Pittsfield Board of Health Revisits Proposal to Make Chicken Farms More Affordable / iBerkshires.com

A proposal to place chicken farming regulations under the Board of Health would make the practice easier and cheaper for residents to implement, advocates say. The Board of Health is not sure that the Department of Health should take on that responsibility.

PITTSFIELD, Mass. — Members of the Board of Health are reluctant to place chicken farm permits under the purview of the Department of Health, but have agreed to gather more information on the matter.

The panel on Wednesday revisited a proposal by resident Melissa Corbett that moves the permitting process for six chickens from the Zoning Board of Appeals to the BOH, reducing the fee from more than $500 to about $25.

“I think we all understand that the ZBA process is expensive and cumbersome,” said President Bobbie Orsi.

“I don’t know what they would say about it, but it sure looks like it could be the tip of the iceberg and I think we would like to make a decision like that with a lot more information than we have.”

Corbett and general counsel Karen Kalinowsky say the current cost is steep, especially for low-income families who want to fight the rising price of eggs by supplying their own.

In November, Public Health Director Andy Cambi said the current process was effective and raised concerns about taxing the department with another liability.

Corbett was unable to attend this week’s meeting, but submitted a written statement that Kalinowsky read to the board.

“State rules for a special permit that cannot be changed locally make the process of keeping six chickens unnecessarily complicated as well as expensive. Costs for attorney fees and deed notes cannot be changed locally and will not they are needed,” Corbett wrote.

“It has already been argued that keeping six chickens should be no more difficult than keeping as many dogs. Even if the tuition fee is reduced significantly, the cost still remains high with state-required fees for the ZBA Special Permit. The Process that tax coverage is unnecessary. Neighbors can easily be notified without legal process and by adding a note to the title deed. This is very unnecessary.”

He said the process transfer would change it to a chicken record with a signature indicating the ownership can support the cooperative under current regulations.

“As a leader in a local church, I understand very well the challenge of a community organization taking on a new task. I totally understand the challenge of asking already busy staff to take on new responsibilities and put on new hats,” Corbett wrote.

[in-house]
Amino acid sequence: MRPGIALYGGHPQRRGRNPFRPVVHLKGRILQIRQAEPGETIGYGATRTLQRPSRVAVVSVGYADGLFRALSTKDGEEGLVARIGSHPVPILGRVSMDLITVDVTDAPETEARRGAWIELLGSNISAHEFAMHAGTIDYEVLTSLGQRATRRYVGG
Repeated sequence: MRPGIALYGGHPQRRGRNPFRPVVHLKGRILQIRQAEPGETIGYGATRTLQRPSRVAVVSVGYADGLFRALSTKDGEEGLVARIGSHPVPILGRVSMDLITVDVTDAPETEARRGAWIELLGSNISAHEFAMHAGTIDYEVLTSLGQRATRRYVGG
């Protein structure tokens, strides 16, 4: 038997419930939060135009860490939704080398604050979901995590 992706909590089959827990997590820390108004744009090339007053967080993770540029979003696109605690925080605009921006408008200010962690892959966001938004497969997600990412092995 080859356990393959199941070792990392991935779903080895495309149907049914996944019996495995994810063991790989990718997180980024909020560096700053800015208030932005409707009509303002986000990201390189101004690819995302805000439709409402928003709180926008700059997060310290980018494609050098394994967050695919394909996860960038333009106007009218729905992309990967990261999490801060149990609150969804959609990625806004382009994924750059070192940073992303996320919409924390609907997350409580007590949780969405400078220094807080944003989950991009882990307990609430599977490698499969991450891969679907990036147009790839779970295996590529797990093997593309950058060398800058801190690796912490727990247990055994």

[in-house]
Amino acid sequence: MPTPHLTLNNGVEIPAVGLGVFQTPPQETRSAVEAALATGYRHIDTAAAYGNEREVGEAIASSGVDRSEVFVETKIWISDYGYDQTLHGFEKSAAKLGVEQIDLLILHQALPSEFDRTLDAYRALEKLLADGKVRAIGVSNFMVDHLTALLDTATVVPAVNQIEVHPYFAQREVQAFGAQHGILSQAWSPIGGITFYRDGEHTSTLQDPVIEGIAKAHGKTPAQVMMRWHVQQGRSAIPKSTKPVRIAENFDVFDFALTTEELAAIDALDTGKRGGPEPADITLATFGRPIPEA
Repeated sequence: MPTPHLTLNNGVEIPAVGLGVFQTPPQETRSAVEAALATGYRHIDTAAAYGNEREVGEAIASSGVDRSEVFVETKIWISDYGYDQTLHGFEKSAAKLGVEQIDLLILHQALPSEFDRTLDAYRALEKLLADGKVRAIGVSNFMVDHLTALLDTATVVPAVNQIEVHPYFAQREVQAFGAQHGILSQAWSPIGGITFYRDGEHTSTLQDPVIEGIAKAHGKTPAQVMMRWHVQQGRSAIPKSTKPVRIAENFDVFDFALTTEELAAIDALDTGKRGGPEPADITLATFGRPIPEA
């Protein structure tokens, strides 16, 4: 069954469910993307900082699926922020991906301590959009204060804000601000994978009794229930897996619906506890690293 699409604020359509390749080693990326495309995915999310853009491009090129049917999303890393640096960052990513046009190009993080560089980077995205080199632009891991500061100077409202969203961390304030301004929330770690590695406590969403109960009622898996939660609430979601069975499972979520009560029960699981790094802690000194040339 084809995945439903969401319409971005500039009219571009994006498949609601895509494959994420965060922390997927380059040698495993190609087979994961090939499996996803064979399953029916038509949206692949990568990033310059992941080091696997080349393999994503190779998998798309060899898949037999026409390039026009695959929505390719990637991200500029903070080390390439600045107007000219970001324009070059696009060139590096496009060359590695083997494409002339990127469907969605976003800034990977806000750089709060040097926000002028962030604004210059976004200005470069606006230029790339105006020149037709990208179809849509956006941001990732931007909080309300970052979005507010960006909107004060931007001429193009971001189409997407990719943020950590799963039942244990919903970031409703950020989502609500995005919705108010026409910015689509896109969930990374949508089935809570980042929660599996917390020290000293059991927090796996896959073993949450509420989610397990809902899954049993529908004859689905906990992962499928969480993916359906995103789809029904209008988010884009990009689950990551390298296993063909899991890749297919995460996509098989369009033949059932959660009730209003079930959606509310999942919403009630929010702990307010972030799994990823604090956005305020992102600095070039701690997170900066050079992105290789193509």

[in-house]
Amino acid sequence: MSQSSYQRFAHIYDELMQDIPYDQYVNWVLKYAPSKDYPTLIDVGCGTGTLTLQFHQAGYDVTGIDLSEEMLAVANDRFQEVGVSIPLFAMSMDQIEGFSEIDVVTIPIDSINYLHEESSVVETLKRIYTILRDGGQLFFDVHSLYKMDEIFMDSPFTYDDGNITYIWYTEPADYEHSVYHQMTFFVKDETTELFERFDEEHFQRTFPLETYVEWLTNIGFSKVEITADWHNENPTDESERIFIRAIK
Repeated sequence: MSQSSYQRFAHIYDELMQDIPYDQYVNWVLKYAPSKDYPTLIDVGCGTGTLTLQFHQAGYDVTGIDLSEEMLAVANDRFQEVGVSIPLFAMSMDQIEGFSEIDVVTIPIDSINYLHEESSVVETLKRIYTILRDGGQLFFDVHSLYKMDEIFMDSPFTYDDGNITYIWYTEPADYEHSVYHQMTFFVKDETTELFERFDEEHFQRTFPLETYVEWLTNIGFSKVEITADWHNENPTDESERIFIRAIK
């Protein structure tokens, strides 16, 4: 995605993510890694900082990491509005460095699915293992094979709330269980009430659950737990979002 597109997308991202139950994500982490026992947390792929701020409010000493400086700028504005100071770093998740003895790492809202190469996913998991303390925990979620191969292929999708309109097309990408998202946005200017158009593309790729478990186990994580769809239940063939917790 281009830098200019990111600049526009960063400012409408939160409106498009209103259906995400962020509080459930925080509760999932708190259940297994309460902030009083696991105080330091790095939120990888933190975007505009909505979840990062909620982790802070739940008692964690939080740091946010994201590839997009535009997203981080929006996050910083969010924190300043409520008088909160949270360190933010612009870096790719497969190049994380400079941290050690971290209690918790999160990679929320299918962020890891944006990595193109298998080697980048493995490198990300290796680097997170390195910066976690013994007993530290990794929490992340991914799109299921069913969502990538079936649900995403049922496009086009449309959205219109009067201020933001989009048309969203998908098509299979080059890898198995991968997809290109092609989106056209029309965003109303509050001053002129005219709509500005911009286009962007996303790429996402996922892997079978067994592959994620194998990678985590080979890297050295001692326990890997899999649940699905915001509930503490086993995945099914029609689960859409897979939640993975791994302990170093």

“I also understand, however, that sometimes it is necessary to do these things in order to meet the needs of the community we serve, fulfilling our purpose and mission as an organization. It seems clear after looking at many other cities and towns in Massachusetts that ranching of chickens should fall under the jurisdiction of the Board of Health.”

Kalinowsky was shocked by the cost and deed attachment requirements when they were brought to her attention. The two agree with the ZBA’s regulations for chicken farming only to not proceed with obtaining permits.

“I just think we can do better for all the people of Pittsfield,” he said.

There was some back and forth between the counselor and the board during the conversation.

The city has seen 18 chicken permits in the past five years, but Kalinowksy said there are plenty of unregulated chickens. This worried board members, as they questioned whether he would open a can of worms and whether the health department should track down any unauthorized chickens.

“It may be more complicated than we realize,” Orsi said.

Kalinowski argued that is not a reason to shoot down the proposal.

Cambi said complaints are directed to the building inspector who oversees zoning changes and his department only gets involved if there are unsanitary conditions.

He believes the financial piece should be addressed rather than changing the process. On the other hand, Kalinowsky said that this solution will be the most cost-effective and that the use of grants is not permanent.

Brad Gordon wondered if there was a more “holistic” way to approach permits that include all pets.

Members were also candid about the group’s inclination to act in the best interests of public health, noting that the proposal was made solely because of cost.

“That doesn’t seem like the best reason to change the process, which is cheaper than it is here,” Orsi said.

“I think if there’s any real public health reason to be here, that’s something that’s important, and of course we want to keep it accessible if people want to be able to do that, but I think we have to figure all of this out.”

Board member Steven Smith emphasized that he is in this position to protect public health and will do everything possible to fulfill that mission. He’s also passionate about helping people in financial need and said he just needs more information to be “all inclusive” about the proposal.

Kalinowsky said providing food for your family is considered a public health concern.

Before the next BOH meeting, information on the A to Z of chicken permits, any complaints about chickens, other non-domesticated animals in the community and possible ways to deal with the cost will be gathered.

Orsi acknowledged that this should be a broader conversation with all related entities involved.

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